Assessing trauma-informed care solutions for homeless and sheltered families in New York City
Prioritizing shelter policies and practices based on their impact on families and their ability to mitigate homelessness trauma
There are many criteria that teams can use to evaluate which ideas to take forward into solution development. To help with this process of sorting and prioritization, the Service Design Studio at the New York City Mayor’s Office for Economic Opportunity used an evaluation matrix. The design team was tasked with evaluating the current practices of New York City homeless shelters and designing solutions to help mitigate homelessness trauma for families living in these shelters. The team conducted in-depth research and interviews with stakeholders before conducting a co-design workshop to brainstorm ideas. The resulting ideas were ranked in the matrix based on two main evaluation criteria:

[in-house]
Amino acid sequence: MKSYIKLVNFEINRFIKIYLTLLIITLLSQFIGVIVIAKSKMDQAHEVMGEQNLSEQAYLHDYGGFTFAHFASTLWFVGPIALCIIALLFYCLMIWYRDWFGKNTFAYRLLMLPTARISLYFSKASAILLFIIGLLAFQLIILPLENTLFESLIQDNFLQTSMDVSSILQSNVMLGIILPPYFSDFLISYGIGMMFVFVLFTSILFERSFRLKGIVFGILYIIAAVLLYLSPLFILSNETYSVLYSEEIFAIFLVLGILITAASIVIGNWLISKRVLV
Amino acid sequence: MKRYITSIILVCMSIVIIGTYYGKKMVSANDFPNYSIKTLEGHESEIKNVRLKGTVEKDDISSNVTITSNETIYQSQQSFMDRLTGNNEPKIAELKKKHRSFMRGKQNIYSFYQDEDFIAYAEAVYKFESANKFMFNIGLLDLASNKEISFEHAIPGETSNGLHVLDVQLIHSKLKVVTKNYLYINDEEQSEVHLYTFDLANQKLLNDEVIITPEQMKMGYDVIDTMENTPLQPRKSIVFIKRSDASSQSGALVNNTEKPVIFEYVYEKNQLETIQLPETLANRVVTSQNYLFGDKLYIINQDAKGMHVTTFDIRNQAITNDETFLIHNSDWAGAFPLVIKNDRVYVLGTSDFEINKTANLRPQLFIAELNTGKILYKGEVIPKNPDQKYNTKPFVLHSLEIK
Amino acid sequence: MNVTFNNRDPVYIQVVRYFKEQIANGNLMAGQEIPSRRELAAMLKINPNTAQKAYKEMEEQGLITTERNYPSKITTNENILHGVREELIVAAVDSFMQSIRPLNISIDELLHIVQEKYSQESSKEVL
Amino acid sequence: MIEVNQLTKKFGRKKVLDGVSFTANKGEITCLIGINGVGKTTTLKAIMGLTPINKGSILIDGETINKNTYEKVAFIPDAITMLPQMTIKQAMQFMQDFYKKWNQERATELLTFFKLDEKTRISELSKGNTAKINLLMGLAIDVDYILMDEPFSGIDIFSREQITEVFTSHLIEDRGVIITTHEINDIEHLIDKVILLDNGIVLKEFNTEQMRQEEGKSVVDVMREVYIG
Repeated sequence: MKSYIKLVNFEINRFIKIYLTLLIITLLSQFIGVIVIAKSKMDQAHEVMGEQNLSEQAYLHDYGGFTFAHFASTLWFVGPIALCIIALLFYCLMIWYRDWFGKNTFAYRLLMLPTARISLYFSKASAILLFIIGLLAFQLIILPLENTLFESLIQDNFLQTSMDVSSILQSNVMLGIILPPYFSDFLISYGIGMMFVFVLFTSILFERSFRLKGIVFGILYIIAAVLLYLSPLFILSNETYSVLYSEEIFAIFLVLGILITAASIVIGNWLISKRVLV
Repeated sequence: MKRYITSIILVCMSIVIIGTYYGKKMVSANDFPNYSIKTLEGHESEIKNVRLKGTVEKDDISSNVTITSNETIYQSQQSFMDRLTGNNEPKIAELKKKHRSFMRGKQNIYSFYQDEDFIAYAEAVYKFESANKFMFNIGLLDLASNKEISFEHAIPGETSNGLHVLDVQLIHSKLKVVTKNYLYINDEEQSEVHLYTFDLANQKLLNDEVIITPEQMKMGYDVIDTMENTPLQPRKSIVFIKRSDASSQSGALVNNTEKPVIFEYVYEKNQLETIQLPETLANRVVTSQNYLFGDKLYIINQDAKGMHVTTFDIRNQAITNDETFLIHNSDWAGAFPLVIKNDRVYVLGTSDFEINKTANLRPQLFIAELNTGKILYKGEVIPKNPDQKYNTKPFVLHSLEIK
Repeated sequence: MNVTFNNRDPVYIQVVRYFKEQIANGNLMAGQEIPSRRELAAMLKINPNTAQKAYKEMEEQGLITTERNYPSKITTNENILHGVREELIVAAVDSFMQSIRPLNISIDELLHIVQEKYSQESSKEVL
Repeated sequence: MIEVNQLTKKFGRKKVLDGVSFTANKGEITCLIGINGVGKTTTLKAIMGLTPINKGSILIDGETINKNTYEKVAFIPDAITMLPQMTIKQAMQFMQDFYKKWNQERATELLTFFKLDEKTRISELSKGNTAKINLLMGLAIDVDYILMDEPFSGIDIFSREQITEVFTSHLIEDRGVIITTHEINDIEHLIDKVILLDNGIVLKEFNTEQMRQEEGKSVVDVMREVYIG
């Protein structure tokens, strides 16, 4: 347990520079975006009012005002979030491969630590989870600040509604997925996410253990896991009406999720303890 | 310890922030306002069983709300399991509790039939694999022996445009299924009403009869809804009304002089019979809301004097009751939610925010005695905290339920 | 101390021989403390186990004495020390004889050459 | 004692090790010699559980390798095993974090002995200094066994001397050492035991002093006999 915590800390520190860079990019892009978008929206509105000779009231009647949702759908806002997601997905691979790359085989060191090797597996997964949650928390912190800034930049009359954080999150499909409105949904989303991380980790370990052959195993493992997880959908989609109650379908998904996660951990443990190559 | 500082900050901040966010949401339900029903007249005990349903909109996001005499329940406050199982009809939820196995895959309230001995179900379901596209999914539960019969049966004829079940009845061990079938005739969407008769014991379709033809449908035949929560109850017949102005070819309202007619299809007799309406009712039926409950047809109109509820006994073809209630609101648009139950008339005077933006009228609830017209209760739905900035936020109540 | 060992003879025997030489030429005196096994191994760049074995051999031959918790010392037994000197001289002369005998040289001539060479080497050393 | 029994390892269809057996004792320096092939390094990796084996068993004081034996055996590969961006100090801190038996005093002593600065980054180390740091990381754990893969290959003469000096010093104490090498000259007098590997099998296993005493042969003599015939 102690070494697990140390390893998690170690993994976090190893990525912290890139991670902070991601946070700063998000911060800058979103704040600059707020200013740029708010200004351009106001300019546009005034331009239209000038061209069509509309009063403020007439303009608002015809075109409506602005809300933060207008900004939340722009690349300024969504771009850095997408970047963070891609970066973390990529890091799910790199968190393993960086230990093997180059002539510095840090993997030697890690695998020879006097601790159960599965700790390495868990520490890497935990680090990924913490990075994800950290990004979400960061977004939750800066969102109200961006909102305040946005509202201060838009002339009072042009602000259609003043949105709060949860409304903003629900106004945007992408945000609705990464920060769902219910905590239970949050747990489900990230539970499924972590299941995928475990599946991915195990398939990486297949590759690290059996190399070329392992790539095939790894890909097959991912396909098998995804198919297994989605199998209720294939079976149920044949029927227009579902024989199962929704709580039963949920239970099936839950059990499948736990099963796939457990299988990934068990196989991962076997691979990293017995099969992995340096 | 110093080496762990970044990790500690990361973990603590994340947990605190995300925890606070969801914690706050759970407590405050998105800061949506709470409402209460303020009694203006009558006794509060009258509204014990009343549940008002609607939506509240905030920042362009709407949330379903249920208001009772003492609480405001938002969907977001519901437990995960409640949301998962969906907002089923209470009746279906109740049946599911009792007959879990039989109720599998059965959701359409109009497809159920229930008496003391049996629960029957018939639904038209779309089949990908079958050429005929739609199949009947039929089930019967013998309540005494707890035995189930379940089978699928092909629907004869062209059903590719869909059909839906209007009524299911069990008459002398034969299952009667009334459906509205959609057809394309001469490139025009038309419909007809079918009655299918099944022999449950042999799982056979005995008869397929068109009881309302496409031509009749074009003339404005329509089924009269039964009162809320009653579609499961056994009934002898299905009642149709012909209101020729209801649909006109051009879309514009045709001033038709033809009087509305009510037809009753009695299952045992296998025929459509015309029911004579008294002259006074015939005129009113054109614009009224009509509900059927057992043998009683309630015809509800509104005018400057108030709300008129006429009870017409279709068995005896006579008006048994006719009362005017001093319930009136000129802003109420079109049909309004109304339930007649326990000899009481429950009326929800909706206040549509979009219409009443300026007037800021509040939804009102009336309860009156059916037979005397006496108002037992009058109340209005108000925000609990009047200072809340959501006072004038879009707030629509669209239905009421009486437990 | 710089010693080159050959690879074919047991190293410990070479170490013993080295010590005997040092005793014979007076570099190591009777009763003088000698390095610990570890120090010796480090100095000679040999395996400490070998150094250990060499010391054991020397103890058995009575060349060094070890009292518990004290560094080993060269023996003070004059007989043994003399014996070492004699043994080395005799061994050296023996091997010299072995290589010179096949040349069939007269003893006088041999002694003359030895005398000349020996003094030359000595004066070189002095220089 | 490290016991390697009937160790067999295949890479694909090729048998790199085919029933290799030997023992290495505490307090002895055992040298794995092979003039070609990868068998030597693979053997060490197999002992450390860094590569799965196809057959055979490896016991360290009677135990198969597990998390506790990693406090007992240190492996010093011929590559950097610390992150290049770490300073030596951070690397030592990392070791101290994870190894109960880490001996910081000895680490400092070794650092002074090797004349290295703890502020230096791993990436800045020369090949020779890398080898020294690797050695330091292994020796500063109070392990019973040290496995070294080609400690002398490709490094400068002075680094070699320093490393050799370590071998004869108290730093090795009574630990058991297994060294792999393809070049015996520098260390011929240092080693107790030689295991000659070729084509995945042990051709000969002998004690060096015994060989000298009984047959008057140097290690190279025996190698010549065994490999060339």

The vertical axis measured how direct of an impact the solution would have on a family’s shelter experience. Ideas with a more direct impact were ranked higher than those resulting in an indirect impact.
The horizontal axis categorized ideas by their ability to mitigate trauma. To evaluate this, the design team used four key principles for trauma-informed organizations. Ideas embodying more of the four principles ranked higher than those meeting only one or two.
By using the evaluation matrix as part of their design process, the team was able to identify ideas to take forward towards concept development.
what is interesting
By mapping the ideas on an evaluation matrix, the design team was able to visually sort and identify patterns between the solutions with the most impact. The combination of the four key trauma-informed principles with the evaluation matrix allowed for a deeper evaluation of the service solutions, helping identify ideas that were more well-rounded and worth further refinement.
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